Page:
Yes, the number likely gives a very incomplete picture of bike-car wrecks in NC, and it's certainly a drop in the bucket compared to all cyclist injuries that occur in the state, the vast majority of which have nothing to do with motor vehicles.

Also, the number does not seem to indicate a significantly greater accident rate than is seen in any other US state.

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Old 05-02-08, 03:35 PM   #9
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I never really worry too much about the unreported collisions because it's quite likely that those are of the type where there is not much harm done.

The 900 collisions that happen in BC are those which have been subject of a claim of loss (either property, eg damage to the bike, or injury). If there has been no damage or injury, there will be no claim.

If you fall on your own and receive medical attention, the doctor records it and it shows up in the stats.

So when people go on about unreported collisions, I liken it to getting up at night and stubbing your toe. There's no doubt it hurts, but it really isn't of any significance beyond the lessen you learn to avoid the circumstances that led to the stub so you don't do it again.

Isn't that something like, "Road rash is your friend. Bask in it, appreciate it, love it"?
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Old 05-02-08, 04:20 PM   #10
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I never really worry too much about the unreported collisions because it's quite likely that those are of the type where there is not much harm done.

The 900 collisions that happen in BC are those which have been subject of a claim of loss (either property, eg damage to the bike, or injury). If there has been no damage or injury, there will be no claim.

If you fall on your own and receive medical attention, the doctor records it and it shows up in the stats.

So when people go on about unreported collisions, I liken it to getting up at night and stubbing your toe. There's no doubt it hurts, but it really isn't of any significance beyond the lessen you learn to avoid the circumstances that led to the stub so you don't do it again.

Isn't that something like, "Road rash is your friend. Bask in it, appreciate it, love it"?
Basically I agree. My experience however is that many unreported cycling accidents are indeed quite significant, in terms of injury and property loss -- when you break your own bike due to your own wipe-out, nobody's insurance is going to rescue you. And I'm certainly not convinced that the bulk of cyclist visits to doctors for treatment of injuries related to bike crashes is recorded as such. In any case most of the riders I know wouldn't seek medical attention for a cycling injury unless there was a bone sticking out. I believe the overall risk of cycling eludes official records.

The number of cyclist ER and outpatient visits in the US hovers around one million per year, based on the best projections and estimates. I would wager that the number of insignificant injuries within that group is substantial, but is dwarfed by the number of significant injuries to cyclists who seek no medical attention whatsoever, although they should.

The number of riders injured in collision with a motor vehicle is about 10 - 20% of the total number of cyclist ER and outpatient visits. So NC should expect to see about 15,000 or so incidents per year of cyclists seeking medical treatment for solo wipeouts. That's a lot of collarbones.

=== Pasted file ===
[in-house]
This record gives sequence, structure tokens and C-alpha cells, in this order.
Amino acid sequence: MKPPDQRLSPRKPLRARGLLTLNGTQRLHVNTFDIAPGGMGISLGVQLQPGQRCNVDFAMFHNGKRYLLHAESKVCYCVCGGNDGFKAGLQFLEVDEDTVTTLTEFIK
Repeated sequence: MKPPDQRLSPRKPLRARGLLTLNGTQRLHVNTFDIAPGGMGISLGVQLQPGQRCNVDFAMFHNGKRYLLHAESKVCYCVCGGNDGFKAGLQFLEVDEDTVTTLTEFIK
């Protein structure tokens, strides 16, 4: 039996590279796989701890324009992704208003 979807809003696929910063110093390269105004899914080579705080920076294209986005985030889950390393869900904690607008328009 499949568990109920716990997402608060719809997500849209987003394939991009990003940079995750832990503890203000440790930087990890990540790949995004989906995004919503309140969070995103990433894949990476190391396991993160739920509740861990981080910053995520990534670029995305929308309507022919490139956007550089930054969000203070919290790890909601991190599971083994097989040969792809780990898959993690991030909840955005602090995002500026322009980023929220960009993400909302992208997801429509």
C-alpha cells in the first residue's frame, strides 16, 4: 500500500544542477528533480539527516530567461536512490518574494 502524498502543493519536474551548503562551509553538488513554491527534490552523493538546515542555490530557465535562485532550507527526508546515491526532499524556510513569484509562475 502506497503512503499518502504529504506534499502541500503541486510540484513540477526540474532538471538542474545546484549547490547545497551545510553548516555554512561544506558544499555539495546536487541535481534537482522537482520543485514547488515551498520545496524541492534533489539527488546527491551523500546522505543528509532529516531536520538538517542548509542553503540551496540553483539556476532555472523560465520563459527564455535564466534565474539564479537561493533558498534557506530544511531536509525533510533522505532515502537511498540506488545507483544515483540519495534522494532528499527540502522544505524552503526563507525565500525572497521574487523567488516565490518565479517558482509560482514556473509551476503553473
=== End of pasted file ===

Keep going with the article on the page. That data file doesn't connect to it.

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Old 05-02-08, 04:34 PM   #11
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maybe the differences in each countries medical systems shows in how injuries are reported. Socialized medicine may have it's advantages in record keeping.

In my province we even have 1 auto insurer (an oddity even in Canada) that allows a greater grasp on what our situation is and gives us a leg up in how we can improve it

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Old 05-02-08, 05:26 PM   #12
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I know that as a chiropractic physician, I treat many, many injuries from auto accidents and bicycle accidents. I can guarantee you that none of the injuries I treat get reported, simply because the government tries to ignore the chiropractic physician's existence as much as possible.

Now multiply that by 65,000 (the number of chiropractic doctors in the country), most of whom actually treat more of these types of injuries than I, since I do mostly primary care/internal medicine.

Yup. The amount of underreporting is huge.
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Old 05-02-08, 06:46 PM   #13
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Do you have any idea if cyclists have more, less or the same share of injuries that happen to the general populace? Just on volume alone, auto accidents must represent a far higher number of injuries. I'd imagine poor general life style practices must play a large role in seeing a chiropractor

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Old 05-03-08, 04:49 AM   #14
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Do you have any idea if cyclists have more, less or the same share of injuries that happen to the general populace? Just on volume alone, auto accidents must represent a far higher number of injuries. I'd imagine poor general life style practices must play a large role in seeing a chiropractor